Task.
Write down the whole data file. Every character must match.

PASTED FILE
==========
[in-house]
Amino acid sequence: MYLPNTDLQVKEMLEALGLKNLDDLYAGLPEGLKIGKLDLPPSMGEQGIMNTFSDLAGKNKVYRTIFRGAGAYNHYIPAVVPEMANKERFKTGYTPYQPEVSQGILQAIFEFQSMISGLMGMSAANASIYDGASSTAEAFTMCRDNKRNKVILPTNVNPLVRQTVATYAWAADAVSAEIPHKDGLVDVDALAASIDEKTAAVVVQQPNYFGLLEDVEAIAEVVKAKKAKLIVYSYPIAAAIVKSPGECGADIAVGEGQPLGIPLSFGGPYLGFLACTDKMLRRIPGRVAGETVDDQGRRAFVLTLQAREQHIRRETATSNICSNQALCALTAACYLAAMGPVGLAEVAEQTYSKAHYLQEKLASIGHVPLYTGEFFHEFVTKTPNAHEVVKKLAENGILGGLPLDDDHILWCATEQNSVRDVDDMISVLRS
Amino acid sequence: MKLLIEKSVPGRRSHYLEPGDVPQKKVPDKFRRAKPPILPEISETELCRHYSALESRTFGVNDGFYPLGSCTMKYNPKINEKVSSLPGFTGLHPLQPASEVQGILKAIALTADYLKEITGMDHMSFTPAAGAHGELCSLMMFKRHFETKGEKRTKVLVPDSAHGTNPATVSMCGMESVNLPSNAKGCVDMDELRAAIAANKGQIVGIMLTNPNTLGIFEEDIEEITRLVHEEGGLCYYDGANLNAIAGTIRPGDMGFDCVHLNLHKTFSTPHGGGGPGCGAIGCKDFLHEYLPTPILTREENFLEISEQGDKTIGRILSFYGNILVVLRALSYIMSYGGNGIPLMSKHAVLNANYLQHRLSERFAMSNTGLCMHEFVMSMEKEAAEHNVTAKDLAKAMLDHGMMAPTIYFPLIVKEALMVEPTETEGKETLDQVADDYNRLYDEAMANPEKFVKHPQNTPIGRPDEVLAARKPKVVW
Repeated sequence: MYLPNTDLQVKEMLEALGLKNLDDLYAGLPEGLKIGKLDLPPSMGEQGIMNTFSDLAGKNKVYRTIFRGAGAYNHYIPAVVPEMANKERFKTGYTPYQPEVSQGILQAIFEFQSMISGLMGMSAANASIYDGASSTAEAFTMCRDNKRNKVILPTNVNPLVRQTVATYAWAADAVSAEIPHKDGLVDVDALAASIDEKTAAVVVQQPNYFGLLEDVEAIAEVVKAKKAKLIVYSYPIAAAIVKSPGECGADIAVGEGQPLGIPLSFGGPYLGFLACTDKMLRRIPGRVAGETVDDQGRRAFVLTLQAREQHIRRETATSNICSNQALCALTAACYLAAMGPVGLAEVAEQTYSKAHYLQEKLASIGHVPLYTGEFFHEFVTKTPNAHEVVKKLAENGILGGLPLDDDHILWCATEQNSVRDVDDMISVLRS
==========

[in-house]
Amino acid sequence: MYLPNTDLQVKEMLEALGLKNLDDLYAGLPEGLKIGKLDLPPSMGEQGIMNTFSDLAGKNKVYRTIFRGAGAYNHYIPAVVPEMANKERFKTGYTPYQPEVSQGILQAIFEFQSMISGLMGMSAANASIYDGASSTAEAFTMCRDNKRNKVILPTNVNPLVRQTVATYAWAADAVSAEIPHKDGLVDVDALAASIDEKTAAVVVQQPNYFGLLEDVEAIAEVVKAKKAKLIVYSYPIAAAIVKSPGECGADIAVGEGQPLGIPLSFGGPYLGFLACTDKMLRRIPGRVAGETVDDQGRRAFVLTLQAREQHIRRETATSNICSNQALCALTAACYLAAMGPVGLAEVAEQTYSKAHYLQEKLASIGHVPLYTGEFFHEFVTKTPNAHEVVKKLAENGILGGLPLDDDHILWCATEQNSVRDVDDMISVLRS
Amino acid sequence: MKLLIEKSVPGRRSHYLEPGDVPQKKVPDKFRRAKPPILPEISETELCRHYSALESRTFGVNDGFYPLGSCTMKYNPKINEKVSSLPGFTGLHPLQPASEVQGILKAIALTADYLKEITGMDHMSFTPAAGAHGELCSLMMFKRHFETKGEKRTKVLVPDSAHGTNPATVSMCGMESVNLPSNAKGCVDMDELRAAIAANKGQIVGIMLTNPNTLGIFEEDIEEITRLVHEEGGLCYYDGANLNAIAGTIRPGDMGFDCVHLNLHKTFSTPHGGGGPGCGAIGCKDFLHEYLPTPILTREENFLEISEQGDKTIGRILSFYGNILVVLRALSYIMSYGGNGIPLMSKHAVLNANYLQHRLSERFAMSNTGLCMHEFVMSMEKEAAEHNVTAKDLAKAMLDHGMMAPTIYFPLIVKEALMVEPTETEGKETLDQVADDYNRLYDEAMANPEKFVKHPQNTPIGRPDEVLAARKPKVVW
Repeated sequence: MYLPNTDLQVKEMLEALGLKNLDDLYAGLPEGLKIGKLDLPPSMGEQGIMNTFSDLAGKNKVYRTIFRGAGAYNHYIPAVVPEMANKERFKTGYTPYQPEVSQGILQAIFEFQSMISGLMGMSAANASIYDGASSTAEAFTMCRDNKRNKVILPTNVNPLVRQTVATYAWAADAVSAEIPHKDGLVDVDALAASIDEKTAAVVVQQPNYFGLLEDVEAIAEVVKAKKAKLIVYSYPIAAAIVKSPGECGADIAVGEGQPLGIPLSFGGPYLGFLACTDKMLRRIPGRVAGETVDDQGRRAFVLTLQAREQHIRRETATSNICSNQALCALTAACYLAAMGPVGLAEVAEQTYSKAHYLQEKLASIGHVPLYTGEFFHEFVTKTPNAHEVVKKLAENGILGGLPLDDDHILWCATEQNSVRDVDDMISVLRS